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UNFCCC Policy on Forest Emission

UNFCCC Policy on Forest Emission


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IGES Briefing Note on REDD+ Negotiations - UN Climate Change Conference, Bonn, Germany, 14 to 25 May 2012 (2012)
19 July 2012
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  Recommendations          SBSTA to take stock of ongoing initiatives to strengthen national forest monitoring for REDD+, and to evaluate a conservative approach to monitoring      IPCC to be tasked to develop methodological guidance on: (a) MRV of forest-related emissions and removals, forest carbon stocks and area changes; (b) development of forest REL/RL according to national circumstances; and (c) technical elements for national forest monitoring systems, such as remote sensing consistent with phased approach      Parties to explore innovative funding sources, and to develop and test national REDD+ Registries A Tale of Two Architectures : The Once and Future U.N. Climate Change Regime 1 (2011)
07 March 2011
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Abstract : International agreements vary widely in the latitude that they give participating states. Some take a top-down approach, defining particular policies and measures that parties must undertake. Others adopt a more bottom-up approach, allowing each participating state to define its own commitments unilaterally. In the climate change regime, the Kyoto Protocol reflects a top-down approach. Although it gives states freedom in how they implement their commitments, it does not give them similar flexibility in defining the form, nature and content of their commitments. Going forward, the climate change regime faces a choice: continue down the road blazed by Kyoto, or shift to a more bottom-up architecture, focusing on nationally-defined measures. Although the Copenhagen Accord and Cancun Agreements in theory leave this question open, they embrace a bottom-up approach, allowing countries to make national pledges unilaterally. This bottom-up, incremental approach makes sense politically, in order to provide time for countries to learn from experience and to develop trust in the system. Although it is unlikely, in itself, to produce the necessary level of emissions cuts, it represents a useful step forward, by unblocking an apparently stalemated process and by helping to build a foundation for stronger action in the future. The REDD Safeguards of Cancun (2010)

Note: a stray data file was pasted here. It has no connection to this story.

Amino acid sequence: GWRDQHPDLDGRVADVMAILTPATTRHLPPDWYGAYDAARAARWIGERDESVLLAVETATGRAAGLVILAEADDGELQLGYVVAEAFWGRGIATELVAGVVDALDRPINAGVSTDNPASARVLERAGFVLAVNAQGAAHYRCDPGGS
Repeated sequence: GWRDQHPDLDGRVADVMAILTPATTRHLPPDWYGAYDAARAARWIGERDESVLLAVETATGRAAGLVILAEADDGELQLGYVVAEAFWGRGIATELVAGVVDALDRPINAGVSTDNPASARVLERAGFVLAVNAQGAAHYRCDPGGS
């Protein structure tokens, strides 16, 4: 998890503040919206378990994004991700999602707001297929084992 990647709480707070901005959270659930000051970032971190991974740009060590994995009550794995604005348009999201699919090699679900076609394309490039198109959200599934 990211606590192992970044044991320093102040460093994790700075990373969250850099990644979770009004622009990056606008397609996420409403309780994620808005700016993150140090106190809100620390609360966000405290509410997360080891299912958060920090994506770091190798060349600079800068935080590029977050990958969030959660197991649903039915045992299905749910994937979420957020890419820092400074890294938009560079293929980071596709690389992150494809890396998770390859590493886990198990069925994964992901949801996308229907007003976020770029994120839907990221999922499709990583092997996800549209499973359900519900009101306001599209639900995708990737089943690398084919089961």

15 August 2010